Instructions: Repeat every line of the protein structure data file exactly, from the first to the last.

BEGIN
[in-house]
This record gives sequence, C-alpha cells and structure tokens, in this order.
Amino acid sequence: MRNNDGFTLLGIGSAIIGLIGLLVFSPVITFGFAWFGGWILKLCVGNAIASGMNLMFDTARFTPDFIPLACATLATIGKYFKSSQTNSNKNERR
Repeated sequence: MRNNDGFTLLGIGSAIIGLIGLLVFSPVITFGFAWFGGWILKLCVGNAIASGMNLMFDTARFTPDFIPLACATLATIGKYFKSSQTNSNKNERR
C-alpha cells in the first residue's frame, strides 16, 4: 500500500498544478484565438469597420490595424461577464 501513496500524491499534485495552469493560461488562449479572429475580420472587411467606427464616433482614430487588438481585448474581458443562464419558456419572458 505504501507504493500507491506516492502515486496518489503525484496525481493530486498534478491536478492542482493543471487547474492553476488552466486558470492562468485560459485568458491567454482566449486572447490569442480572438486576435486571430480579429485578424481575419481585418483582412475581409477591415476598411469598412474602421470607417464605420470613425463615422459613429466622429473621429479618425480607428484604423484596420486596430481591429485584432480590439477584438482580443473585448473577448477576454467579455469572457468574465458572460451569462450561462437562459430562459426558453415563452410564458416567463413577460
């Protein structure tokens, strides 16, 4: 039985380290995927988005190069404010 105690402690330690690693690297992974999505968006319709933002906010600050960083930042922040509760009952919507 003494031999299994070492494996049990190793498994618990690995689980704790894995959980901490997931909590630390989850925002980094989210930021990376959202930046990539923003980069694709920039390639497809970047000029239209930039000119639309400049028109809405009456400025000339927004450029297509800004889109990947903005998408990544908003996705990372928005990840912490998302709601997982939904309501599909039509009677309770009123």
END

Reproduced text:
[in-house]
This record gives sequence, C-alpha cells and structure tokens, in this order.
Amino acid sequence: MRNNDGFTLLGIGSAIIGLIGLLVFSPVITFGFAWFGGWILKLCVGNAIASGMNLMFDTARFTPDFIPLACATLATIGKYFKSSQTNSNKNERR
Repeated sequence: MRNNDGFTLLGIGSAIIGLIGLLVFSPVITFGFAWFGGWILKLCVGNAIASGMNLMFDTARFTPDFIPLACATLATIGKYFKSSQTNSNKNERR
C-alpha cells in the first residue's frame, strides 16, 4: 500500500498544478484565438469597420490595424461577464 501513496500524491499534485495552469493560461488562449479572429475580420472587411467606427464616433482614430487588438481585448474581458443562464419558456419572458 505504501507504493500507491506516492502515486496518489503525484496525481493530486498534478491536478492542482493543471487547474492553476488552466486558470492562468485560459485568458491567454482566449486572447490569442480572438486576435486571430480579429485578424481575419481585418483582412475581409477591415476598411469598412474602421470607417464605420470613425463615422459613429466622429473621429479618425480607428484604423484596420486596430481591429485584432480590439477584438482580443473585448473577448477576454467579455469572457468574465458572460451569462450561462437562459430562459426558453415563452410564458416567463413577460
């Protein structure tokens, strides 16, 4: 039985380290995927988005190069404010 105690402690330690690693690297992974999505968006319709933002906010600050960083930042922040509760009952919507 003494031999299994070492494996049990190793498994618990690995689980704790894995959980901490997931909590630390989850925002980094989210930021990376959202930046990539923003980069694709920039390639497809970047000029239209930039000119639309400049028109809405009456400025000339927004450029297509800004889109990947903005998408990544908003996705990372928005990840912490998302709601997982939904309501599909039509009677309770009123």